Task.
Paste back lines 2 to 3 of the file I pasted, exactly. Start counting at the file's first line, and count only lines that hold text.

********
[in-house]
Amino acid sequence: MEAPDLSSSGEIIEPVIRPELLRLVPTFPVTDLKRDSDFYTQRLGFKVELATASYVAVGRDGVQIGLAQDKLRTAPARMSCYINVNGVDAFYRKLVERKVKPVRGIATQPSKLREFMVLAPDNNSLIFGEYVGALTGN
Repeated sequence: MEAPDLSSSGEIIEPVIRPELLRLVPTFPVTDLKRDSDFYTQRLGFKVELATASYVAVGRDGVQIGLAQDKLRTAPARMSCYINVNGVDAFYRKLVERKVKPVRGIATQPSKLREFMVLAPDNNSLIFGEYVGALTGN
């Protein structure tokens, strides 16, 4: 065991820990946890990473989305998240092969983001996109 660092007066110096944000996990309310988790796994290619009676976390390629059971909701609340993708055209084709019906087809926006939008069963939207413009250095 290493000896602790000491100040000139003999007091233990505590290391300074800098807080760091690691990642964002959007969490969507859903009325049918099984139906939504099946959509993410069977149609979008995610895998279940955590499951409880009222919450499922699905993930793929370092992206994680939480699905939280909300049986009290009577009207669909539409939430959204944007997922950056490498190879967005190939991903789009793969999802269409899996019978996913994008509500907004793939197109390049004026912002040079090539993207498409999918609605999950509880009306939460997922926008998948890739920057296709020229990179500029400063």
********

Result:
Amino acid sequence: MEAPDLSSSGEIIEPVIRPELLRLVPTFPVTDLKRDSDFYTQRLGFKVELATASYVAVGRDGVQIGLAQDKLRTAPARMSCYINVNGVDAFYRKLVERKVKPVRGIATQPSKLREFMVLAPDNNSLIFGEYVGALTGN
Repeated sequence: MEAPDLSSSGEIIEPVIRPELLRLVPTFPVTDLKRDSDFYTQRLGFKVELATASYVAVGRDGVQIGLAQDKLRTAPARMSCYINVNGVDAFYRKLVERKVKPVRGIATQPSKLREFMVLAPDNNSLIFGEYVGALTGN